RELIGION
12/27/2014 01:38 pm ET Updated Dec 29, 2014

Is Watching Football A Sin? ALL TOGETHER Podcast On Conscience And Concussions

Chris Pizzello/Invision/AP

Welcome to this week’s ALL TOGETHER, the podcast dedicated to exploring how, ethics, religion and spiritual practice is informing our personal lives, our communities and our world. ALL TOGETHER is hosted by Rev. Paul Raushenbush, the executive editor of HuffPost Religion. You can download ALL TOGETHER on iTunes and Stitcher.

The menorah has been stored, the Christmas tree dragged to the curb, and now America is ready for the other reason for the season – Football. Over the next weeks, both college and professional football go into high gear with bowl games, playoffs and championships and, of course, the Super Bowl.

However, a growing concern about the wellbeing of players is forming a cloud over this sport that captivates much of nation (and makes some people a lot of money). On Sunday, November 30th an Ohio State Football player named Kosta Karageorge was found dead in a dumpster apparently due to suicide. Earlier that week Kosta, had texted to his mother: “Sorry if I am an embarrassment, but these concussions have my head all fucked up.” -- after he was found his mother confirmed that he had: “has a history of sports-related concussions” and “had a few spells of being extremely confused.” Kosta Karageorge was only 22.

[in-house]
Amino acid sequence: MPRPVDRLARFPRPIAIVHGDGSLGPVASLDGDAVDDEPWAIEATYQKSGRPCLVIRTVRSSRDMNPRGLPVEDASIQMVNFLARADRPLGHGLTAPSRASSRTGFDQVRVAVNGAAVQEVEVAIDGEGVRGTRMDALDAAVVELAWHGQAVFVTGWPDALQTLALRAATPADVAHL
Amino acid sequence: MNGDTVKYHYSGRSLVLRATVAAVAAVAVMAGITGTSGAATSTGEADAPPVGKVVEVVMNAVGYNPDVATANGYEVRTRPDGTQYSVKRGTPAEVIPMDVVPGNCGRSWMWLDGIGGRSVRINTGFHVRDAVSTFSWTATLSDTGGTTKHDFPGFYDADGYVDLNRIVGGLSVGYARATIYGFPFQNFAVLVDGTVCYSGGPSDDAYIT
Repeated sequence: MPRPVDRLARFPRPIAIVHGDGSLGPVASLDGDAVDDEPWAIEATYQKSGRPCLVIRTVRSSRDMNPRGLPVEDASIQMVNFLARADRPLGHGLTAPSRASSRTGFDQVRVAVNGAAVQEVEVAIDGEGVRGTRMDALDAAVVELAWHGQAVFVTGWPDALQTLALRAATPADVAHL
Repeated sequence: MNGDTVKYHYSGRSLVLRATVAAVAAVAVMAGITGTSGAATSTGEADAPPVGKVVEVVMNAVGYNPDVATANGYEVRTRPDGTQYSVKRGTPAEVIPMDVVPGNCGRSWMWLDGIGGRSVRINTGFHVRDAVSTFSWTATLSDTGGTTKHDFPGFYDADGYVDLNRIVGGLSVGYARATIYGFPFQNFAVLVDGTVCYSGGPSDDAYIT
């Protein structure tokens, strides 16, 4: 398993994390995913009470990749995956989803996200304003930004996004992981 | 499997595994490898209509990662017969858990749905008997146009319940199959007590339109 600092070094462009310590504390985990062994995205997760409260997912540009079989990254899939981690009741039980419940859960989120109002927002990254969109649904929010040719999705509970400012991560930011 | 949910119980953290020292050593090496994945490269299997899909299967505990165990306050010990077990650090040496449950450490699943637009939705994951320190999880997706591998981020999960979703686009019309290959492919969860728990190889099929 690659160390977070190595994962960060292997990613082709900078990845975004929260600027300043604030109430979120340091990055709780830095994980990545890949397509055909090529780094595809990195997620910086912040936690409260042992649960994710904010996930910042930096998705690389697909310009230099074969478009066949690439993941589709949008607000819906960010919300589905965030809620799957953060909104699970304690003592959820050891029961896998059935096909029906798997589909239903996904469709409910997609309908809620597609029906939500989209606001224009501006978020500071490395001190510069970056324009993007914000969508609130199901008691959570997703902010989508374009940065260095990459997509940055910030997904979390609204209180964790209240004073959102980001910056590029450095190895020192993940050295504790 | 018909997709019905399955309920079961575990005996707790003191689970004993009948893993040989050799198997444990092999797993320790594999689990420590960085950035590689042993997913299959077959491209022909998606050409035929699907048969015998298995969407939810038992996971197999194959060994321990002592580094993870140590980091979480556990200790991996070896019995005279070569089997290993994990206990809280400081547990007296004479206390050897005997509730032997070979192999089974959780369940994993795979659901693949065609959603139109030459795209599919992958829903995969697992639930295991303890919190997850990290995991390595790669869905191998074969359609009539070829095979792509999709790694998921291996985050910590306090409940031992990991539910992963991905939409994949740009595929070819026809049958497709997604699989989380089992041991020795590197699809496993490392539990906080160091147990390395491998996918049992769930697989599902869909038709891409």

It is still unclear that football related concussions were the determining factor in Karageorge's death. However, over the past years, the damage that football inflicts on a high percentage of the players has begun to come to light, a truth that was highlighted in the 2013 PBS Frontline documentary League of Denial: The NFL’s Concussion Crisis.

The fact of concussions on football players, past, present and future poses a moral dilemma for those of us who enjoy watching the game. Malcolm Gladwel, in the New Yorker went so far as to compare football to dog-fighting and called it a "moral abomination".

In this episode of ALL TOGETHER, we should ask the question: Are we contributing to the harm of these young men by tuning in on the television or showing up at these sporting events that bring in billions of dollars for colleges and the National Football League? By our presence, are we aiding and abetting the harm of other human beings? Is watching football a sin?

Wrestling with the question Raushenbush talks to New York Giants legendary linebacker, Superbowl Champion and football Hall of Famer Harry Carson; Dr. Annegret Dettwiler who is a researcher at Princeton University’s Neuroscience Institute and works with the Princeton Athletic department to do imaging of athletes brains to see how concussions physically affect the brain and how long it might take for the brain to recover; and finally with Professor Eric Gregory who is an ethicist in the Religion Department at Princeton University, and who played football himself as a high school student.

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